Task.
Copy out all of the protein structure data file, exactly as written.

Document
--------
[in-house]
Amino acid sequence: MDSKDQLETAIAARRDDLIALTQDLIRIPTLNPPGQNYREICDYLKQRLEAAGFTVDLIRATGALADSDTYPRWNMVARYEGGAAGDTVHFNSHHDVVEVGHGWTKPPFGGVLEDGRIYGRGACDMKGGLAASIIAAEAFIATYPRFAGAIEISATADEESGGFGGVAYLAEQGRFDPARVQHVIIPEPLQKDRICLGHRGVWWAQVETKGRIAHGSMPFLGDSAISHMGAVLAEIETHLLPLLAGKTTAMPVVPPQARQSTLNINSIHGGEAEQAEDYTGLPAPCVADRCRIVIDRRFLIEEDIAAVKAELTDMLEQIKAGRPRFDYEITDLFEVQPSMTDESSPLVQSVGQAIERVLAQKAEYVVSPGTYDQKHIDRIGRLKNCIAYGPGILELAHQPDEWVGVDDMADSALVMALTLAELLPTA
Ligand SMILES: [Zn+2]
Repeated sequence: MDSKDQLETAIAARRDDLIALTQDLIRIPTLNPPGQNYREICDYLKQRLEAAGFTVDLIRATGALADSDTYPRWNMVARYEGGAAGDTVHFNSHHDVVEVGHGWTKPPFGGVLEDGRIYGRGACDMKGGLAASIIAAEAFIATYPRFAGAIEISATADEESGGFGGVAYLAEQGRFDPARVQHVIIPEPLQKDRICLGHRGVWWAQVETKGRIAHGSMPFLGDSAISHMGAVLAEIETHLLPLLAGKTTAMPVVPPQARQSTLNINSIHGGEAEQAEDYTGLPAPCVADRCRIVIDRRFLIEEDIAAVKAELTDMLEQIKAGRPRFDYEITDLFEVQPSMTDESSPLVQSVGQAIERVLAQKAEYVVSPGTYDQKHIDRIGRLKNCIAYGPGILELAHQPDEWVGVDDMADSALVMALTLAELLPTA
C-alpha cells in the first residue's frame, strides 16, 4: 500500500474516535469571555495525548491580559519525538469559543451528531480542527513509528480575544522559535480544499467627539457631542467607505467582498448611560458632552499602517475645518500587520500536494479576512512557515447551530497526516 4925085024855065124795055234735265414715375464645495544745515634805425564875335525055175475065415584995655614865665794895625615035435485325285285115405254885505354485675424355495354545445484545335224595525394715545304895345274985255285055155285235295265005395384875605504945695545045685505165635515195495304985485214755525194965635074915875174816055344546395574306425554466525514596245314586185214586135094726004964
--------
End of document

[in-house]
Amino acid sequence: MDSKDQLETAIAARRDDLIALTQDLIRIPTLNPPGQNYREICDYLKQRLEAAGFTVDLIRATGALADSDTYPRWNMVARYEGGAAGDTVHFNSHHDVVEVGHGWTKPPFGGVLEDGRIYGRGACDMKGGLAASIIAAEAFIATYPRFAGAIEISATADEESGGFGGVAYLAEQGRFDPARVQHVIIPEPLQKDRICLGHRGVWWAQVETKGRIAHGSMPFLGDSAISHMGAVLAEIETHLLPLLAGKTTAMPVVPPQARQSTLNINSIHGGEAEQAEDYTGLPAPCVADRCRIVIDRRFLIEEDIAAVKAELTDMLEQIKAGRPRFDYEITDLFEVQPSMTDESSPLVQSVGQAIERVLAQKAEYVVSPGTYDQKHIDRIGRLKNCIAYGPGILELAHQPDEWVGVDDMADSALVMALTLAELLPTA
Ligand SMILES: [Zn+2]
Repeated sequence: MDSKDQLETAIAARRDDLIALTQDLIRIPTLNPPGQNYREICDYLKQRLEAAGFTVDLIRATGALADSDTYPRWNMVARYEGGAAGDTVHFNSHHDVVEVGHGWTKPPFGGVLEDGRIYGRGACDMKGGLAASIIAAEAFIATYPRFAGAIEISATADEESGGFGGVAYLAEQGRFDPARVQHVIIPEPLQKDRICLGHRGVWWAQVETKGRIAHGSMPFLGDSAISHMGAVLAEIETHLLPLLAGKTTAMPVVPPQARQSTLNINSIHGGEAEQAEDYTGLPAPCVADRCRIVIDRRFLIEEDIAAVKAELTDMLEQIKAGRPRFDYEITDLFEVQPSMTDESSPLVQSVGQAIERVLAQKAEYVVSPGTYDQKHIDRIGRLKNCIAYGPGILELAHQPDEWVGVDDMADSALVMALTLAELLPTA
C-alpha cells in the first residue's frame, strides 16, 4: 500500500474516535469571555495525548491580559519525538469559543451528531480542527513509528480575544522559535480544499467627539457631542467607505467582498448611560458632552499602517475645518500587520500536494479576512512557515447551530497526516 4925085024855065124795055234735265414715375464645495544745515634805425564875335525055175475065415584995655614865665794895625615035435485325285285115405254885505354485675424355495354545445484545335224595525394715545304895345274985255285055155285235295265005395384875605504945695545045685505165635515195495304985485214755525194965635074915875174816055344546395574306425554466525514596245314586185214586135094726004964